Health Advice



Health care system hit with widening staffing shortages as workers get coronavirus

Emily Alpert Reyes, Los Angeles Times on

Published in Health & Fitness

Besides having to isolate if they test positive, health care workers also have to stay home to care for family members, said Larry Kidd, chief clinical officer at Henry Mayo Newhall Hospital.

"Many hospitals are seeing an increase in COVID infections among children — so parents have to be home to take care of them as well," Kidd said.

Nurses make up the biggest category among L.A. County health care workers and first responders who have tested positive over the course of the pandemic, county data show. Catherine Kennedy, one of the presidents of the California Nurses Assn., said that even before the latest surge, the staffing issues among nurses are "a crisis that the health care industry created."

"Can it be remedied? I think so," Kennedy said. She argued that hospitals need to improve working conditions and ensure nurses are properly supplied. "Provide us with optimal PPE. Ensure that there's testing."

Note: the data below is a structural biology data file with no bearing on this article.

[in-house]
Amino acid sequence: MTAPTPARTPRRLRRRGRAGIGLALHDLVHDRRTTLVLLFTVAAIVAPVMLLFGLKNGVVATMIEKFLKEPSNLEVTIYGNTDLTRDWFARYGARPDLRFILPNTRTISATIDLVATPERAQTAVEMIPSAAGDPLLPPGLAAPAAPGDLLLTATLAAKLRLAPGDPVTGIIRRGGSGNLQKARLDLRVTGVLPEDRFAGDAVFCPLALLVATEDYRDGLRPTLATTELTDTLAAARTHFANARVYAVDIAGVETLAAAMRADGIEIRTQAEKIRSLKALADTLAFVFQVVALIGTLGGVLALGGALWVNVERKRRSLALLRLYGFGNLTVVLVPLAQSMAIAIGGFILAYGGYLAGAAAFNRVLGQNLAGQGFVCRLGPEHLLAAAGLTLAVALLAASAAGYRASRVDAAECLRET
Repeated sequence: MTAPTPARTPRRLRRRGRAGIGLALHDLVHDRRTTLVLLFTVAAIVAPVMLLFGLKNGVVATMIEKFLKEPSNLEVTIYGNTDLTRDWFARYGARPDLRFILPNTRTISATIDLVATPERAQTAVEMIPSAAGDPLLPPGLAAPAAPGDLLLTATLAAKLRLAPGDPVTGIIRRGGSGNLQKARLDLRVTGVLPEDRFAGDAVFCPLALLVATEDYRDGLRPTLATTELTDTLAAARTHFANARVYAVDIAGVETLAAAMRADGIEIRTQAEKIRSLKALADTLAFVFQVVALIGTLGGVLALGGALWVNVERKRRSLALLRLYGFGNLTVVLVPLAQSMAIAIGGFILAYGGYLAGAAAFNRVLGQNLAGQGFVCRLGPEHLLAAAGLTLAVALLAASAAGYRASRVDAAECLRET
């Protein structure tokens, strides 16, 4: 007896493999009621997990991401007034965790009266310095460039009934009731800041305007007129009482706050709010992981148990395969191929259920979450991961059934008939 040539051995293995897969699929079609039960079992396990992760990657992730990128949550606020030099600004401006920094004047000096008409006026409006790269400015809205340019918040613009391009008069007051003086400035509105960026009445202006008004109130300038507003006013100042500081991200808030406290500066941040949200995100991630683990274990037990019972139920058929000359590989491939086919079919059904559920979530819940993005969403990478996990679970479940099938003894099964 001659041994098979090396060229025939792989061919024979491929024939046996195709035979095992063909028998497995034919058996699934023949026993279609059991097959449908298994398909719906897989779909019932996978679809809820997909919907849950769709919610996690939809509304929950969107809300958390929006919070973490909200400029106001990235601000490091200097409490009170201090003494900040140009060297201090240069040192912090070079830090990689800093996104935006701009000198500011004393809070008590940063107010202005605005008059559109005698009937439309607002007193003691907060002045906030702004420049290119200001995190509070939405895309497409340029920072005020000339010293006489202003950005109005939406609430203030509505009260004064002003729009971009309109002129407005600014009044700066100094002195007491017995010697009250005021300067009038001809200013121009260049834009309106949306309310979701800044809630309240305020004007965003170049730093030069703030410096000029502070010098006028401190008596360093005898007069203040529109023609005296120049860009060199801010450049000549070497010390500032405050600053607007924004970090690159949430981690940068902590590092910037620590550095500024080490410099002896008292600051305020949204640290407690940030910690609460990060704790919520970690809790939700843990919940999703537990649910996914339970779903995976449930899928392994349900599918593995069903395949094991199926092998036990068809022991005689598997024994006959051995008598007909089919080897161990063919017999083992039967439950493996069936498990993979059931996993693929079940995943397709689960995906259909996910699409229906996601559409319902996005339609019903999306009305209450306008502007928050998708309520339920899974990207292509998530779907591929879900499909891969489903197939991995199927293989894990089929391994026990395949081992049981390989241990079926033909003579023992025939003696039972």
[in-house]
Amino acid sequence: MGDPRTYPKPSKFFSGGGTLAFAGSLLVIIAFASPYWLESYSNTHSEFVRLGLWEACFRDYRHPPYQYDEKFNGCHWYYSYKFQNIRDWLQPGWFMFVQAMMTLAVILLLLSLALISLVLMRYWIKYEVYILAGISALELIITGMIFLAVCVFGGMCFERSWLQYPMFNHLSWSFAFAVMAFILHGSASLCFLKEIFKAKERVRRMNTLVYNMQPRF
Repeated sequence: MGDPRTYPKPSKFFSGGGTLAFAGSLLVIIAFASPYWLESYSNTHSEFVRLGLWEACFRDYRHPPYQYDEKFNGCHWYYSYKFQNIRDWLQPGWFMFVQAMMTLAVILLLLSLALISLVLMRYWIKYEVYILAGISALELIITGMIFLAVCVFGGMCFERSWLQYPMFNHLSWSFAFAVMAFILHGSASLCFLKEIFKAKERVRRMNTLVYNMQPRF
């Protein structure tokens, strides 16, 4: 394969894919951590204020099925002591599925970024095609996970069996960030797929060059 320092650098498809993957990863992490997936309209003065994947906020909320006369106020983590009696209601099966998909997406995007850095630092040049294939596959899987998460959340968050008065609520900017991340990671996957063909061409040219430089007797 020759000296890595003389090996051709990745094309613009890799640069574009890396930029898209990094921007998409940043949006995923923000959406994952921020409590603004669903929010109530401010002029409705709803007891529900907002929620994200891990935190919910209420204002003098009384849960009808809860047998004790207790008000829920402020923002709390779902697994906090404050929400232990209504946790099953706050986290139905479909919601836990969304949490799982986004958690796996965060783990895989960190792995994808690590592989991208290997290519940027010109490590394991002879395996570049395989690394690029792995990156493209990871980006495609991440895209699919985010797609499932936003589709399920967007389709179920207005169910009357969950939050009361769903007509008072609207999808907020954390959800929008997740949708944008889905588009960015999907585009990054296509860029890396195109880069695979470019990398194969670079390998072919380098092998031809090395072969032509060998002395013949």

Huntington and some other local hospitals now warn on their websites to expect longer waits at the emergency room. Palms resident Megan Talmadge said she dislocated her elbow in the afternoon on New Year's Day and waited five hours at a Culver City ER before getting an X-ray. After the X-ray, Talmadge said she asked for medication because "the pain was becoming excruciating."

"They said, 'No, sorry, there's no nurses available,' and just sent me back out to the waiting room," Talmadge said.


It took roughly two more hours to get pain medication, Talmadge said. The 30-year-old eventually got a bed, was treated for her injury and left after 1 a.m. — more than nine hours after arriving, she said.

"They were clearly understaffed," Talmadge said. "There were times when it just seemed like no one was there."

Shortages also show up in smaller ways: Lisa Berry Blackstock, a private patient advocate, said that in the San Fernando Valley, one of her clients was recently supposed to be moved into a different room closer to the nurses' station after falling out of bed. When she phoned to confirm the patient had been moved, Blackstock said she was told that "they didn't have enough staff members to accommodate the transfer."

At Kaiser Permanente Southern California, swelling demand for coronavirus testing has collided with a shrinking number of staffers to handle them, slowing down turnaround times, said Dr. Nancy Gin, its regional medical director for quality.


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